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How long does it take for your car to heat up?

kids in hot carsWe all know how sticky and uncomfortable Australian summers are. Most of the country has just experienced a heatwave like nothing we’ve felt in a long time – consecutive days of upwards on 40 degrees! Even sitting in the shade with a nice breeze had us sweltering. So imagine a toddler, trapped in a car – no breeze or shelter from the sun – how long does it take for that car to heat up?

The RACQ did a test. They parked some cars on a day with an average temperature of 32 degrees – not even close to the heatwave we’ve had. This is what they found:

  • It took 1-2 minutes for the temperature to go from air-con cool to ambient (outside temperature).
  • It took 7 minutes to reach 40 degrees inside the car – anything above 40 has been found to cause serious injury or death to the occupants.
  • The temperature inside the car peaked at 75.1 degrees during the test.
  • The steering wheel itself reached 82.6 degrees.

The facts speak for themselves. The difference in temperature with different coloured cars, cars with sunshades, and cars with tinted windows was only a few degrees either way. Nothing that is going to save the person sweltering inside.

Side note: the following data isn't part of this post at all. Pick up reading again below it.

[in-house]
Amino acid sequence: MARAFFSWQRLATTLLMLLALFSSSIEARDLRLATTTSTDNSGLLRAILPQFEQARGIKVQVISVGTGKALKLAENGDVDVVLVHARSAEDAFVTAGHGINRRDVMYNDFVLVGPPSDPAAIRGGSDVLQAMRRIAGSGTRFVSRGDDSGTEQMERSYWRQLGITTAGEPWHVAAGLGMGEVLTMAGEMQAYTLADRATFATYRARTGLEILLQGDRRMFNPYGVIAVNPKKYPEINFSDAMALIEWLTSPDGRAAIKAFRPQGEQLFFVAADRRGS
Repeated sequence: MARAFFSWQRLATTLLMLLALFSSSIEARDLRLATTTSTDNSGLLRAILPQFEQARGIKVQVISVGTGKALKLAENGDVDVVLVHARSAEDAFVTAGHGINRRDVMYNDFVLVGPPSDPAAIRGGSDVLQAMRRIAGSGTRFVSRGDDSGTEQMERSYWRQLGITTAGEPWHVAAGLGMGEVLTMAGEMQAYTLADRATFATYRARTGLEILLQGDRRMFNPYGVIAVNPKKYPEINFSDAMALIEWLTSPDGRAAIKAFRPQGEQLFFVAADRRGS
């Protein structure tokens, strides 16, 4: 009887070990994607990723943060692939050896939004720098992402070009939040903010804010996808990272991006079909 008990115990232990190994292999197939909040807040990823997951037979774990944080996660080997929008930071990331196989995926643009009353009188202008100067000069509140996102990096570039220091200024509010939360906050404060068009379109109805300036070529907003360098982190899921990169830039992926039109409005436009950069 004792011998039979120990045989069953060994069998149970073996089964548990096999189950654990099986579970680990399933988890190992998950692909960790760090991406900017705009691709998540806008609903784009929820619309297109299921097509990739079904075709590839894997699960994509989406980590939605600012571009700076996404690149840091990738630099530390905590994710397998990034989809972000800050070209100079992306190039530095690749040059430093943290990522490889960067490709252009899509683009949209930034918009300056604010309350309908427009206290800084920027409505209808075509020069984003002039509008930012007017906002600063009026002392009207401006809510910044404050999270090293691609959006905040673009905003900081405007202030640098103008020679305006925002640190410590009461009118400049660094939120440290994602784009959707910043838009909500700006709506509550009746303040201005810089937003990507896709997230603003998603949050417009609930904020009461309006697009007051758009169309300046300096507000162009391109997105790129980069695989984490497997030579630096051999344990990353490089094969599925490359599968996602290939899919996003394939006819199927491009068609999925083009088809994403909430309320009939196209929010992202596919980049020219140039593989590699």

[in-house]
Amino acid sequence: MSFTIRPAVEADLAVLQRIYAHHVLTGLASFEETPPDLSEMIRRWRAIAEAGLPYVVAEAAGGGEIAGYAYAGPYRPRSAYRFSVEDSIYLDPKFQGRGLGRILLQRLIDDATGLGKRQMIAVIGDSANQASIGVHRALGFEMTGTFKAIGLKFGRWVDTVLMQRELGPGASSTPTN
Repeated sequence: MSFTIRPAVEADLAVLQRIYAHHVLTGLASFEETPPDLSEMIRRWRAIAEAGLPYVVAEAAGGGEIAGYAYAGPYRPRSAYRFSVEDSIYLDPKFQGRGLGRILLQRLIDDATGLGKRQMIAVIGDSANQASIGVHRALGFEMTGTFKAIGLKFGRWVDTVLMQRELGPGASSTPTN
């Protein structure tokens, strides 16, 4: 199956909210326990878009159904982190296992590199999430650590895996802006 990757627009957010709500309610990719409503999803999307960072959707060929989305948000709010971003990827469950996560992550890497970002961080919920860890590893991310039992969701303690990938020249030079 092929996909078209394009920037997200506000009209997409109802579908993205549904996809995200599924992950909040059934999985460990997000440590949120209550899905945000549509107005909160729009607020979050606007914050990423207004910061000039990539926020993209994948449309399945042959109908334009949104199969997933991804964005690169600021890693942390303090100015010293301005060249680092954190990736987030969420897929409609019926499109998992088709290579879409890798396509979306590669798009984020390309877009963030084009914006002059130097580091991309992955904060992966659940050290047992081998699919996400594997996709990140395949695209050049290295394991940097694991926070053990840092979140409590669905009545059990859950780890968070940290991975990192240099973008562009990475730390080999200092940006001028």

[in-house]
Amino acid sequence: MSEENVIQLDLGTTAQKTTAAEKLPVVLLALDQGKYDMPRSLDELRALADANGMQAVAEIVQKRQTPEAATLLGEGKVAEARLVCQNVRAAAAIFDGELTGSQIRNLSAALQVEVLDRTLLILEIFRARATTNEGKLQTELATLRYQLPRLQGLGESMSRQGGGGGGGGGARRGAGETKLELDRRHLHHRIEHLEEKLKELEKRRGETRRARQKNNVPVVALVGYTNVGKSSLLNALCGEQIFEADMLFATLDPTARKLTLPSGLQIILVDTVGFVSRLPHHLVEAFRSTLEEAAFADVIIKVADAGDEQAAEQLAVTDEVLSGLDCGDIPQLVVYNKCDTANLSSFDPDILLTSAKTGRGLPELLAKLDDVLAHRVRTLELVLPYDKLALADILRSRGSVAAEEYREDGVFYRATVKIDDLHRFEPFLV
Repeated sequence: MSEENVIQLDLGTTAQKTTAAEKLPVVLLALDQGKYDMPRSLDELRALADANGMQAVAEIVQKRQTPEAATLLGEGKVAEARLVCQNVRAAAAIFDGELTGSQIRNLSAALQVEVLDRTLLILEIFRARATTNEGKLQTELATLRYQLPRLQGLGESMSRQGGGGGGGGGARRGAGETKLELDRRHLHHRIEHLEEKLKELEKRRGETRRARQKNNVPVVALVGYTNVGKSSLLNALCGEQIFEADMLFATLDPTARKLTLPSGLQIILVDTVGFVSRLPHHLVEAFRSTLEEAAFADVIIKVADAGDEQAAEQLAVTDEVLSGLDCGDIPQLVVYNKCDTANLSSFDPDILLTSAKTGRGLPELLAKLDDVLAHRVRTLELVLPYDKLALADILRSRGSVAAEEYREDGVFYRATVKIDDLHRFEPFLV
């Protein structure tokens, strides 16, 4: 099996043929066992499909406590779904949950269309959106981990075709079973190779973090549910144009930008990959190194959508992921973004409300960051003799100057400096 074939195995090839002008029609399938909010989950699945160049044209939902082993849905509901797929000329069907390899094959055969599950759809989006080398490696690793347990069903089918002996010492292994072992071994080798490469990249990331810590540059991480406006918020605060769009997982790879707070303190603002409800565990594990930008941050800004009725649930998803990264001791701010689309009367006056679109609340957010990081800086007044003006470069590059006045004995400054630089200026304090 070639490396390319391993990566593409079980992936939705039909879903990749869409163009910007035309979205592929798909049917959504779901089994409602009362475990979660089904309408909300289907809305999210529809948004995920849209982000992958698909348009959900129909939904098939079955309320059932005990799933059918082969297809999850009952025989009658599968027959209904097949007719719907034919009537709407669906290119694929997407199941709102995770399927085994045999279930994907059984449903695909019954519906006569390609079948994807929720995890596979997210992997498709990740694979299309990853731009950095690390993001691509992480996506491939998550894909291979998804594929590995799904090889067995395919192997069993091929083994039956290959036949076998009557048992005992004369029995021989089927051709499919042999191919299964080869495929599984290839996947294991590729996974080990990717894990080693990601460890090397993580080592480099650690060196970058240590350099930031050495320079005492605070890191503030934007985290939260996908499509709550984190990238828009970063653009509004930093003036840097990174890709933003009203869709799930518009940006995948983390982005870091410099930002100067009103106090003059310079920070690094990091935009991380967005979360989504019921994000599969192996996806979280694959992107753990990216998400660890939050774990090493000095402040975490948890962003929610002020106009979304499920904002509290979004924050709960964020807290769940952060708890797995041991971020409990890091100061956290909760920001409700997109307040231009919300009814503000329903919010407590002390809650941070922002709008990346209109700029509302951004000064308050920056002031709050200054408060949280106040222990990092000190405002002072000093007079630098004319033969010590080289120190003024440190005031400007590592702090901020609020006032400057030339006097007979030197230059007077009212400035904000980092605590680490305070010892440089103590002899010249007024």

It is not, and never will be okay to leave kids in the car on any day – especially during summer – for ANY amount of time. Those 5 minutes it takes to grab a loaf of bread from the corner shop can have your kids close to the serious injury or death zone.

Don’t take the risk – don’t leave the kids. And always check where your kids are before locking the doors and walking away.

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One comment so far -

  1. If your car brakes down take your children out of the car to a safe place. Even in the hot sun it will be cooler than in the car. Always ensure your child wears a hat which shades his/her face regardless of the weather conditions. It not only blocks the sun off their faces, it reduces glare effecting their eyes.
    Always carry spare…..cold…..water in your car. Even if you put it in a cooler container in your boot so it cannot injure anybody if you have to brake suddenly as it can become a missile. Drinking water whilst waiting for help reduces the risk of dehydration.

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